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The Exotic Woman in Nineteenth-Century British Fiction and Culture
A Reconsideration
Piya Pal-Lapinski



Becoming Modern: New Nineteenth-Century Studies

University of New Hampshire Press
2004 • 192 pp. 13 illus. 6 x 9"
Literary Criticism / Cultural Studies

$24.95 Paperback, 978-1-58465-429-2



" [Pal-Lapinski] disputes the claims of much postcolonial criticism and argues that 19th-century representations of the sexually volatile odalisque did not reduce such women to passive recipients of the imperial, patriarchal gaze."—CHOICE

A fresh and provocative approach to representations of exotic women in Victorian Britain.

Since the first reports of travelers returning from visits to the Ottoman and Mughal empires in early modern times, European culture has been obsessed by the figure of the odalisque. The term initially used to describe a woman living in a Turkish harem or Indian zenana, gradually broadened to include and connect various iconographies of the exotic woman in the West. Many of these constructions, while rooted in the harem odalisque and sharing some of her attributes, move beyond her to connect with other aspects of European culture.

Pal-Lapinski, using “odalisque” interchangeably with “exotic woman,” sees these terms as fluid, shifting categories that transform themselves continually. Concentrating on images of exoticized women within British culture and fiction with close links to the French tradition of the odalisque, she takes up a range of representations of exotic women—the female poisoner in Wilkie Collins’ Armadale (1866); the colonial courtesan and professional dancer in an Indian setting; the vampire and New Woman; jewelry design and ornamentation in the work of René Lalique and in Bram Stoker’s Egyptian fantasy, Jewel of Seven Stars; and the positioning of the Italian opera singer within the London operatic arena in Bulwer Lytton’s Zanoni (1842) and Vernon Lee’s A Wicked Voice (1890), fiction set in Naples and Venice, respectively.

Exploring decorative arts, medicine, and opera, as well as literary texts, Pal-Lapinski shows that constructions of exotic femininity in nineteenth-century British culture must be approached through an interdisciplinary perspective in order to fully understand their complexity. And by shifting and expanding the parameters of the odalisque as a category of analysis, the author firmly establishes her as a richly multivalent trope. As the author writes, “To see the exotic woman as a figure which plays a crucial role in the emergence of certain formulations of modernity instead of as a product of a totalizing gaze, to decouple it from imperial hegemony in several important instances, is to . . . recognize the revolutionary otherness of the past.”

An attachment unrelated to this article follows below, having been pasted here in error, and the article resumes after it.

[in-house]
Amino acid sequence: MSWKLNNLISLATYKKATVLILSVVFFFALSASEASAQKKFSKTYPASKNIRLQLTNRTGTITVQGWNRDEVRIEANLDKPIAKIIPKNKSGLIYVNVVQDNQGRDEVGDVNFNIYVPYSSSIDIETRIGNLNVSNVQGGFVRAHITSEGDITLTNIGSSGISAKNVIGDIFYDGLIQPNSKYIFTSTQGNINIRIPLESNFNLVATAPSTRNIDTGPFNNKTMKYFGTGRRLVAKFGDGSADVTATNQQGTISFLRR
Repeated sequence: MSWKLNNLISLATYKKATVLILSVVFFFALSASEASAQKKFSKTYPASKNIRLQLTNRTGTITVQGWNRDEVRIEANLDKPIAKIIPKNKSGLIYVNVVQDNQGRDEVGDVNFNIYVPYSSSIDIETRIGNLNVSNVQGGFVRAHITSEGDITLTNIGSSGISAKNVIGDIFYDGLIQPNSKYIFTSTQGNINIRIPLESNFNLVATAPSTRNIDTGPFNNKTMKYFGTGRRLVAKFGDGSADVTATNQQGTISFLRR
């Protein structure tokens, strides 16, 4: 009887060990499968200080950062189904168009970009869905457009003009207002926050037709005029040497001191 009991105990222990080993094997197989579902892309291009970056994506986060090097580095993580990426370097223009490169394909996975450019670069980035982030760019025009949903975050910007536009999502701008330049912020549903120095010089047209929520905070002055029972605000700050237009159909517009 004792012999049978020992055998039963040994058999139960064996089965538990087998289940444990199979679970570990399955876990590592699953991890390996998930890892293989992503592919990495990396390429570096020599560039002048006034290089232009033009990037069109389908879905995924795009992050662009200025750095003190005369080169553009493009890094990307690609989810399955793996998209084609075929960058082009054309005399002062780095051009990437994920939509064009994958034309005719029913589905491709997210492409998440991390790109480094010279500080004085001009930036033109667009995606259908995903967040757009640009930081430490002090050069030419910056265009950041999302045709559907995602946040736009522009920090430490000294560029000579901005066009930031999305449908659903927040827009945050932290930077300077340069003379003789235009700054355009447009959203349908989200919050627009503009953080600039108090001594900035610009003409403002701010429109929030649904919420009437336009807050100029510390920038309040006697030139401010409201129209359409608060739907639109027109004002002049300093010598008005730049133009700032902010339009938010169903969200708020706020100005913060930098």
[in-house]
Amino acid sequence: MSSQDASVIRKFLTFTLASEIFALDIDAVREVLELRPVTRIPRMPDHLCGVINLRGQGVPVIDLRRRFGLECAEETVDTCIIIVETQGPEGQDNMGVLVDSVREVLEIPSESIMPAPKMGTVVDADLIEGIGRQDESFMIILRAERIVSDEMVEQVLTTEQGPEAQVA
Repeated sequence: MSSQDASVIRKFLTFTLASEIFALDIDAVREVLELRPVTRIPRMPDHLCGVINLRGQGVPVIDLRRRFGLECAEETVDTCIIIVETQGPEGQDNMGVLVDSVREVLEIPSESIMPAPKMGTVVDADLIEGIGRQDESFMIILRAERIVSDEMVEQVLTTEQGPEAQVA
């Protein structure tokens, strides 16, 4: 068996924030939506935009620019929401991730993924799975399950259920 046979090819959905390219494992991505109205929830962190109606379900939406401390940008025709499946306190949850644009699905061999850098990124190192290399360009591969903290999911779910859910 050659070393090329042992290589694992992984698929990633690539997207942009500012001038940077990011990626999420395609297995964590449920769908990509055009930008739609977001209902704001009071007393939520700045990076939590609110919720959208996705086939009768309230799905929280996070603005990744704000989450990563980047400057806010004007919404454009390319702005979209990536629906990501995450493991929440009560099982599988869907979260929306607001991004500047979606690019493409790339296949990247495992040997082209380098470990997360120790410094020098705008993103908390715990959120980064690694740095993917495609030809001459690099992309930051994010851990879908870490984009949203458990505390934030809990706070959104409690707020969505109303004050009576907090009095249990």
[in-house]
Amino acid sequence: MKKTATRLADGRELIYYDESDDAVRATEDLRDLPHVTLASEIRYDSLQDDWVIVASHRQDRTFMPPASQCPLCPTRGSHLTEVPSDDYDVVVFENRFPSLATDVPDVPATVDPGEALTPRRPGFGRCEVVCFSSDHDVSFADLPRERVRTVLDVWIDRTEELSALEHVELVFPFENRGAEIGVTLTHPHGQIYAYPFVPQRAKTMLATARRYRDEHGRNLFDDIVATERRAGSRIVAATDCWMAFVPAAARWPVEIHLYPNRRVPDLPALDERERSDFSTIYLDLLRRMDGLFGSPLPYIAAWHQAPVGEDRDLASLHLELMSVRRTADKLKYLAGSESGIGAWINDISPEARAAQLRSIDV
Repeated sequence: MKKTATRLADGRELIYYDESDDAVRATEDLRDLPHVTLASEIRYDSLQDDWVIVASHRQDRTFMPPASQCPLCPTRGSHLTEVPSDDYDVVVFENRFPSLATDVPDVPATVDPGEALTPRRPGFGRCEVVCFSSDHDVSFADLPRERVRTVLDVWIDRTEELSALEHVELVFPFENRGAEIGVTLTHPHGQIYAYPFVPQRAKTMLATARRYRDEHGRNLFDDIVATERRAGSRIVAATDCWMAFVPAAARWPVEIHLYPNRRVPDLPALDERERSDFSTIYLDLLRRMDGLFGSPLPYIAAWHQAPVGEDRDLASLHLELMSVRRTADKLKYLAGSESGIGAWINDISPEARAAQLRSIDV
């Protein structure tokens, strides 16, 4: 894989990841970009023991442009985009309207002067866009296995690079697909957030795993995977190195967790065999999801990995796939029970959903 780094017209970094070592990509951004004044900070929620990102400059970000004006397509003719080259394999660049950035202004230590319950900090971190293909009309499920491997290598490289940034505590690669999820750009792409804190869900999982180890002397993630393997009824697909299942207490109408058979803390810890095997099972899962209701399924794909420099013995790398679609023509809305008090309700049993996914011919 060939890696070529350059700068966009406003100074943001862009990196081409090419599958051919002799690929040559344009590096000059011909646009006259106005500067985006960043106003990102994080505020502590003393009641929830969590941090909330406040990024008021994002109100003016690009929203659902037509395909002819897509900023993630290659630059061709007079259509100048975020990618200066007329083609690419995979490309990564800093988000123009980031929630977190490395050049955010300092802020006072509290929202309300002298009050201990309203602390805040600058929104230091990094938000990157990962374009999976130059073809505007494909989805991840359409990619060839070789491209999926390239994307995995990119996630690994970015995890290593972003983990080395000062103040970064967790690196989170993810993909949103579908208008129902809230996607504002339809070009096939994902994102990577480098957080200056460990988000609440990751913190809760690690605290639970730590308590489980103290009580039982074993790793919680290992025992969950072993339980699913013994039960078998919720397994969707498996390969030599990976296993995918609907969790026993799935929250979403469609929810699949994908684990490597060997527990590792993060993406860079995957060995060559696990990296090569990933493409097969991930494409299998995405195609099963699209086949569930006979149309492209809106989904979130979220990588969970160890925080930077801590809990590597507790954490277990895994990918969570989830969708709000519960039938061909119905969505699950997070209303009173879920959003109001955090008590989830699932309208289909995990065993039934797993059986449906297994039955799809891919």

Reviews:

"The Exotic Woman is a serious addition to nineteenth-century scholarship, particularly of Victorian imperialist anxieties. Pal-Lapinski's dense and knowledgeable study will serve anyone interested in nineteenth century culture, politics, and science."Victorian Studies

"[A]bsorbing and worthwhile, with some excellent rediscover of rich texts."
Journal of Victorian Culture

"The detailed interdisciplinary re-examination of the complexity and elusiveness of the exotic and protean female figure in The Exotic Woman in Nineteenth-Century British Fiction and Culture: A Reconsideration makes a compelling contribution to post-colonial and nineteenth-century studies." European Romantic Review

Endorsements:

Piya Pal-Lapinski's book makes an outstanding contribution to at least three fields of study: Orientalism; gender; and nineteenth-century fiction in English. She integrates all of these by examining the intricate and fluid relationships of West and East. She demonstrates that the body was constructed and theoretically modified not just by visual and textual representations, but also through contemporary interests such as toxicology and tropical medicine. She demonstrates the extent to which identities were far from fixed, but were in a constant state of imbalance and mutation. Hence, the so-called exotic and the domestic are conceptually intertwined and strictly binary concepts are dismantled. The exotic gaze becomes a self-modifying process. The book's radicalism is achieved not least through its clarity of language, transparency of argument, and subtlety in choice of example. It is acutely penetrating and should be read by all with an interdisciplinary interest in these key areas of scholarship.Professor John M. MacKenzie, University of St. Andrews

Working with a fascinating range of visual, literary, and cultural materials from both popular and high culture traditions, including the decorative arts, Piya Pal-Lapinski explores the ways in which representations of “exotic” women —the female poisoner in Wilkie Collins’ Armadale, the memsahibs and native courtesans in Flora Annie Steel’s Voices in the Night and The Potter’s Thumb, vampiric New Women in Bram Stoker’s The Lair of the White Worm, and Italian opera singers in Bulwer Lytton’s Zanoni and Vernon Lee’s “A Wicked Voice”—both contribute to nineteenth-century discourses of empire and expose their incoherence and inherent contradictions. Foregrounding both the dialogue between British and French aesthetic constructions of exoticism and the role that representations of racially mixed women played in emergent professional disciplines such as medicine, ethno-criminology, and archaeology, Pal-Lapinski contributes substantially in this study to the more sophisticated analysis of “the odalisque” that has emerged recently through recent debates with the field of postcolonial and Victorian studies.
Ann L. Ardis, Professor of English, University of Delaware.



PIYA PAL-LAPINSKI is Associate Professor of English at Bowling Green State University.






Wed, 5 Nov 2014 15:22:12 -0500